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  47. What a wonderful way to start my day! The post this morning has made me really think about your points: a person who wanted to "hurry up and enjoy life" made me snicker. But I know it is hard sometimes not to rush from here to there; we all lead such frantic lives at times. We don't have to. But we have you to help us remember that.

    I used to have a friend who lived like you advise. Anything he did was performed almost deliberately with great care; he enjoyed life and I learned a lot from him. He cooked and gardened and was a machinist; and he enjoyed his life to the full. It was the act of living and performing the task at hand, not the hurried end to it that mattered. He, and you, are so right!

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  48. I love your new look Rhonda Jean! And a great post for March..renewal by taking slower steps in life so we can see(and feel) what is going on around us!
    ronelle

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  49. What a lovely post Rhonda, thank you for pointing out all the beauty in slowing down and embracing each task we face as mothers, friends, daughters, wives etc.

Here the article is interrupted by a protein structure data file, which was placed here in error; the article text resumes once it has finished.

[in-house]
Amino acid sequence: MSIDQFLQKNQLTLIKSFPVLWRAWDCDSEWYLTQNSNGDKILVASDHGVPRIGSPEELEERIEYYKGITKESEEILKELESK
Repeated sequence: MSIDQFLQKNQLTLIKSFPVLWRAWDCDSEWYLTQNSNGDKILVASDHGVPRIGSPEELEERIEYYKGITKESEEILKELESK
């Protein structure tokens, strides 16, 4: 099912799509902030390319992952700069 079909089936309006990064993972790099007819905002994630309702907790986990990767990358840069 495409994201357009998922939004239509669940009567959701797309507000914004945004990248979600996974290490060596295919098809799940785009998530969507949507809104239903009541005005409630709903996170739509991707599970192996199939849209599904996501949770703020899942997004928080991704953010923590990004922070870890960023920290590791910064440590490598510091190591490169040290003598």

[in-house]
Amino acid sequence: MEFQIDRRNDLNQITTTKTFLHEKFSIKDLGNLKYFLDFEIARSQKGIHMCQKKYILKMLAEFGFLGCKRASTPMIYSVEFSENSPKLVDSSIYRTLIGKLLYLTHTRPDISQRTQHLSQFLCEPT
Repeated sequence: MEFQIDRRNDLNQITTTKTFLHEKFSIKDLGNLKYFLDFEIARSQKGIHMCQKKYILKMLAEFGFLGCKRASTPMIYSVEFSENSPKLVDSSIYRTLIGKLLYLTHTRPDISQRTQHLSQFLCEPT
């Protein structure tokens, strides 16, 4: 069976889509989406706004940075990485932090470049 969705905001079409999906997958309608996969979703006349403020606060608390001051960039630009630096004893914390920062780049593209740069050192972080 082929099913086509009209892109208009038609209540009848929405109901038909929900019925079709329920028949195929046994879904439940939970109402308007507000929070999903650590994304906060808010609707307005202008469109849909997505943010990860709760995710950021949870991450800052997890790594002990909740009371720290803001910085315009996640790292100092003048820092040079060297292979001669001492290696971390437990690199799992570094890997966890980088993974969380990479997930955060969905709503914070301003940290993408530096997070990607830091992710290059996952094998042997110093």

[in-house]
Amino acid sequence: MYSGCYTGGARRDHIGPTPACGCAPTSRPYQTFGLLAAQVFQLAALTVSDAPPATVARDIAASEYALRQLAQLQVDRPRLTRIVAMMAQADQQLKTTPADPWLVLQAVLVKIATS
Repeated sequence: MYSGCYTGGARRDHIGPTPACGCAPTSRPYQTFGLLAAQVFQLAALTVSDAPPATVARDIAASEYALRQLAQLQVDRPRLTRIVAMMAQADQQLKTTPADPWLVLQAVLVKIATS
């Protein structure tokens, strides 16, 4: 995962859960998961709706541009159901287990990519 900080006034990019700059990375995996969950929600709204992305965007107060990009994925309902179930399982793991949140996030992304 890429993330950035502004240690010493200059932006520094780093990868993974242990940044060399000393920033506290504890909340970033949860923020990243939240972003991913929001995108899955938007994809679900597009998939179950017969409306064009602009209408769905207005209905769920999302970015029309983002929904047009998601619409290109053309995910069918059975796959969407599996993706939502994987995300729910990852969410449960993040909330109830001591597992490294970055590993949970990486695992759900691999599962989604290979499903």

Blessings
    Shirley

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  50. I am a first time reader...linked in via a dear friend....I'll be back tonight to read all of your posts...I love how you view life..I love your words and I am thankful you share this with the world..if we all could just slow down a tad..what a wonderful life we would have...

    Thank You...xoxo

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  51. I think part of slowing down also comes with the different stages of life. I've lived a busy, hectic life as a Mom to three children and all their activities while growing up...as well as being a Registered Nurse in high acuity, critical arenas.